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Friday, January 20, 2012

Facing a Huge Problem

Me climbing the
"stairs of death" in Valparaiso, Chile. No problemo, well almost none.

This blog will be a rant about the obesity epidemic in the US. Even in 2004, obesity (being at least 30 percent overweight based on Body Mass Index (BMI)) caused 400,000 deaths and cost $122.9 billion. Things might have improved slightly at present. Nontheless, this country is worried about debt and expenditures, when we are causing a lot of needless expense due to our unhealthy sedentary life styles. The human body was meant to be active, based on the size and strength of healthy muscle tissue. After all, we are near the top of the food chain. But many people get almost no exercise.

 At present 45 to 50 percent of African American and Hispanic women are obese. Perhaps worse, over 15 percent of our children are obese as well. There are many theories about why this is happening to us. Among the possible causes and effects of this epidemic are

--Taking in too many calories and expending too few
--Dehydration, caused by drinking too many unhealthy sugary fluids and not enough water.
-- Too much TV and computer/games, etc. and too little exercise.
-- A food industry that still insists on serving mega-size portions and too often too much fat and sugar.
--Excess salt, sodium, and partially hydrogenated oils.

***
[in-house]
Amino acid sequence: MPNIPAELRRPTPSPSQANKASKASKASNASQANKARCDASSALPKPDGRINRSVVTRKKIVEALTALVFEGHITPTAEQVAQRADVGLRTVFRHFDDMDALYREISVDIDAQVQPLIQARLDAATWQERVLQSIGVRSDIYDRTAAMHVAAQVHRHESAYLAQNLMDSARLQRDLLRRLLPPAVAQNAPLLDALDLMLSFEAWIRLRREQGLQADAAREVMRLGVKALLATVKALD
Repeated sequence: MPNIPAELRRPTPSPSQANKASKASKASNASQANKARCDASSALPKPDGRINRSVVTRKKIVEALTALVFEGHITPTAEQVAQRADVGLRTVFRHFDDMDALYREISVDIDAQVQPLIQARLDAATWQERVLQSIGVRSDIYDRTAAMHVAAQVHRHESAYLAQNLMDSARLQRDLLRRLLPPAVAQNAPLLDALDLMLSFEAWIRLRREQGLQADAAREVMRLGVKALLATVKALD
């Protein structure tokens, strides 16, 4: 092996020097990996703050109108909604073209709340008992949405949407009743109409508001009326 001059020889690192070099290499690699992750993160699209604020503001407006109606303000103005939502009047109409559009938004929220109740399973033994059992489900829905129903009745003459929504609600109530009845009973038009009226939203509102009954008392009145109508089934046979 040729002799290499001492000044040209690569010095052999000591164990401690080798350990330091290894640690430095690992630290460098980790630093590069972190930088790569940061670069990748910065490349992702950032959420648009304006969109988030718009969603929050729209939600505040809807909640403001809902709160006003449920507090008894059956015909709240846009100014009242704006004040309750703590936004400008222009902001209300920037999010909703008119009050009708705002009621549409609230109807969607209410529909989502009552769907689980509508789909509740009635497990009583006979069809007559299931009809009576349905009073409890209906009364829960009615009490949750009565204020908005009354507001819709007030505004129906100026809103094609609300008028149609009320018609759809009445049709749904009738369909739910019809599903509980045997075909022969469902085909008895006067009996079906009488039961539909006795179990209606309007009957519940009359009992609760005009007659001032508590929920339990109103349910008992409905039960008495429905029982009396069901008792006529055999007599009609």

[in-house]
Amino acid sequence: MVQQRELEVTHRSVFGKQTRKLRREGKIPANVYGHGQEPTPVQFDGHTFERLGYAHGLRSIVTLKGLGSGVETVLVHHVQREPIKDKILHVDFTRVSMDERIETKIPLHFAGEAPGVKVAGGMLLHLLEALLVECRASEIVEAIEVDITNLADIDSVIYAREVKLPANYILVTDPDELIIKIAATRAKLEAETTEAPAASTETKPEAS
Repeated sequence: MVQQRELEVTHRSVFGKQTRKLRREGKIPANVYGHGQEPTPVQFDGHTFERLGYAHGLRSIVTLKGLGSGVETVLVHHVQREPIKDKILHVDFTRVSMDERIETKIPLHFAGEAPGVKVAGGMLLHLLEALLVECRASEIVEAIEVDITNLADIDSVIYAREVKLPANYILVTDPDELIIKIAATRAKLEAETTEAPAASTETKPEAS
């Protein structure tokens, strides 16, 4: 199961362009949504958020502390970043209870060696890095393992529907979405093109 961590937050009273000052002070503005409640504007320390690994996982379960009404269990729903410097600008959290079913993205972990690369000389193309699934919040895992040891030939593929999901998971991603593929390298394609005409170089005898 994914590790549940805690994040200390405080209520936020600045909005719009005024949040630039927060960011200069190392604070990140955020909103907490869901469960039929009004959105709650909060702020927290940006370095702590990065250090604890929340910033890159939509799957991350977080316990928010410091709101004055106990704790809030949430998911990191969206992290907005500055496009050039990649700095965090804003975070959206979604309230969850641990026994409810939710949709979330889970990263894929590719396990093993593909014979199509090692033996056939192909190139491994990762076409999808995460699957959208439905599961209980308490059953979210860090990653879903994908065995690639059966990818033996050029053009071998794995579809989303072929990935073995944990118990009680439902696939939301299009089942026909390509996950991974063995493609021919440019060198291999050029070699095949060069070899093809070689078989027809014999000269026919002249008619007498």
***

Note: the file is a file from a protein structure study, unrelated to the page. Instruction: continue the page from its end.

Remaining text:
--Too much white flour, sugar, high fructose corn syrup, artificial sweetners, preservatives, and additives, like hormones and MSG, which are believed to increase insulin, the fat storing hormone, leading to typical fat deposits on arms, bellies, and chins.
-- MSG is also labeled as hydrolysed vegetable protein, glutamic acid, calcium caseinate, among others, believed to alter brain neurotransmitters, interfering with leptin, which tells our brain when we are full and leading to out of control eating.
-- genetics and hormone imbalances play a role, but this alone does not account for the dramatic increase in the overweight population.

What can we do? Well, for starters when we eat at home we can completely control our food intake. Read labels, buy mostly natural foods, such as whole grains, fruits and vegetables, and cut down significantly on portion size, especially of meat. In restaurants, share entrees and desserts with a friend. In most places you'll still have plenty to eat. Obviously, more exercise is needed, as I say in almost every blog.

Finally, it is a sad commentary on many levels to see that Paula Deen, the 64 year old TV cooking celebrity, has just announced that she has type 2 diabetes and was diagnosed three years ago. If you have ever seen her show, you know that she is overweight and cooks almost exclusively "southern comfort" type foods high in fat and sugar.